Stephen James O’Neil (44), director of Taxeeze Limited, which operated as a taxi operator and radio controller as well as the renting and leading of cars and light motor vehicles, has been disqualified from being a director for 7 years, following a hearing in Dumbarton Sheriff Court on 3 December.
The order against Stephen O’Neil from 24 December, prevents him from directly or indirectly becoming involved in the promotion, formation or management of a company for the duration of the order.
On 4 June 2014 Taxeeze, with debts of £72,369, was placed into compulsory liquidation following an HM Revenue & Customs petition at a time when Stephen O’Neil was the sole director.
Following the liquidator’s appointment, the investigation found that from 1 July 2012 to 04 June 2014, Stephen O’Neil failed to ensure Taxeeze preserved, or in the alternative, he failed to deliver up accounting records which were adequate to explain the financial standing of the company. Consequently, the Liquidator and the Company Investigations Edinburgh were prevented from:
- verifying the company’s trading history following the loss of an application for the company to acquire a Taxi Booking Office license in November 2011
- verifying what became of the company’s assets which at 30 June 2012 had a net book value of £152,421
- verifying how receipts paid into the company bank account between 01 July 2012 and 09 June 2014 totaling £469,751 were achieved and whether the receipts were a true reflection of the company’s turnover during the period
- verifying that the expenditure from the company bank account, in the sum of £456,481 between 02 July 2012 and 28 May 2014 was for bona fide company transactions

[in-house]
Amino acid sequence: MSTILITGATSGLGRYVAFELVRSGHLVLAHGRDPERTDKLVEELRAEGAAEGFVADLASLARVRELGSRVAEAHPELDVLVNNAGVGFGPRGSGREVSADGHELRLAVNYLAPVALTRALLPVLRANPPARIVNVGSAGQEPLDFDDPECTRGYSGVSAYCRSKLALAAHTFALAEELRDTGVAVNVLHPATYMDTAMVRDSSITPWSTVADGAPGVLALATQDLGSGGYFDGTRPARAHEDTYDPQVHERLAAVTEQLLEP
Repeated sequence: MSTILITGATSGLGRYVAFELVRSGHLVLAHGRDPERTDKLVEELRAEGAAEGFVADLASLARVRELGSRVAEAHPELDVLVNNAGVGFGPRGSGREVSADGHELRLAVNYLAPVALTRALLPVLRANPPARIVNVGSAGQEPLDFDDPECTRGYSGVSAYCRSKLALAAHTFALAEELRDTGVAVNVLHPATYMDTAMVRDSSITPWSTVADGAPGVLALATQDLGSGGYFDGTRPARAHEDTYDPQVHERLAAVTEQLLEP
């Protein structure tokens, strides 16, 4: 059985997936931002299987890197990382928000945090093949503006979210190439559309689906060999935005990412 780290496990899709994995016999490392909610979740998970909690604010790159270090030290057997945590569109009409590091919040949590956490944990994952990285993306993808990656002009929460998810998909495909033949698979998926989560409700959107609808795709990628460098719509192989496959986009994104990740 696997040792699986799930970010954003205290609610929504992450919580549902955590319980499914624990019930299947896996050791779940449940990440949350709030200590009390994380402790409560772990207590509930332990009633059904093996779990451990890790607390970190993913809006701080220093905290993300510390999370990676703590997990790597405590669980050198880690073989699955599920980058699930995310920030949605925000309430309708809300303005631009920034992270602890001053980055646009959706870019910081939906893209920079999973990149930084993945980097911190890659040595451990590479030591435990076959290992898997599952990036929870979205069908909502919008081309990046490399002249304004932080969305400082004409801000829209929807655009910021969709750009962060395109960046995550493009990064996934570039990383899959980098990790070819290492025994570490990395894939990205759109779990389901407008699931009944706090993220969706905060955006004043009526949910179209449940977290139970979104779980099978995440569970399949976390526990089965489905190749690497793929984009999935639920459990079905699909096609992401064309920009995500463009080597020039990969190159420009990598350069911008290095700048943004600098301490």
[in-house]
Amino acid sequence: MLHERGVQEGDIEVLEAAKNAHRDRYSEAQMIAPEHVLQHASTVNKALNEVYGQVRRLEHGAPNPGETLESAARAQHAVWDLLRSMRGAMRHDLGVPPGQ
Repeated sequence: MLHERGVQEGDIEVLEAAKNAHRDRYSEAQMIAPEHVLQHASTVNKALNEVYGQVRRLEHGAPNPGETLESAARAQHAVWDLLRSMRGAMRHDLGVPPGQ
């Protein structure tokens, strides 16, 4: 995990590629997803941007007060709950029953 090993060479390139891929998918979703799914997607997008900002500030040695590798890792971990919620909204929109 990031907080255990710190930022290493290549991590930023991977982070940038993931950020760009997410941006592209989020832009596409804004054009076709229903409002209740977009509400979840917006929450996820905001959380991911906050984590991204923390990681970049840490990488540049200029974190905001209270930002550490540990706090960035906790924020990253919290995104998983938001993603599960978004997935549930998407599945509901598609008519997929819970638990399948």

- verifying the liability owed to HM Revenue & Customs in respect of PAYE Tax and NIC for tax year 2013/2014 as well as VAT between quarters 12/11 to 09/13. As well as verifying why Taxeeze failed to comply with its statutory obligation to prepare and file VAT returns during the aforementioned VAT period.
Verification was further hampered as a result of Stephen O’Neil failing to:
- comply with the Liquidator’s request to prepare and submit a Statement of Affairs on behalf of Taxeeze
- ensure Taxeeze complied with its obligation to prepare and file annual accounts for the year to 30 June 2013 with the Registrar at Companies House
Commenting on the disqualification, Robert Clarke, Group Leader - Insolvent Investigations North, said:
Keeping proper records is a pivotal duty for directors and there is no place in the business environment for those who neglect their responsibilities in this area and thereby cover up the activities of the companies they manage. The lack of records in this case made it impossible to determine whether there was other, more serious, misconduct at Taxeeze and that is reflected in the lengthy period of disqualification.
Notes to editors
Taxeeze Limited (CRO No. SC316979) went into compulsory liquidation on 4 June 2014 with a deficiency to creditors of £81,676, which subsequently decreased to £72,369. The company initially operated from premises at 17 Carbeth Road, Milngavie, G62 7PR as a “Taxi Operator and Radio Controller” before changing its business - on 18 November 2011 - to “Renting and leasing of cars and light motor vehicles and the provision of telecommunication services” when the company failed to obtain a taxi licence.
Stephen O’Neil’s date of birth is 2 October 1971.
A disqualification order has the effect that without specific permission of a court, a person with a disqualification cannot:
- act as a director of a company
- take part, directly or indirectly, in the promotion, formation or management of a company or limited liability partnership
- be a receiver of a company’s property
In addition that person cannot act as an insolvency practitioner and there are many other restrictions are placed on disqualified directors by other regulations.
Further information on director disqualifications and restrictions is available.
The Insolvency Service (in Scotland) deals with disqualification of directors in corporate failures, assesses and pays statutory entitlement to redundancy payments when an employer cannot or will not pay employees and advises ministers and other government departments on insolvency law and practice. It may also use powers under the Companies Act to conduct confidential fact-finding investigations into the activities of live limited companies.
Further information about the work of the Insolvency Service, and how to complain about financial misconduct, is available.
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Published: 21 December 2015
From: The Insolvency Service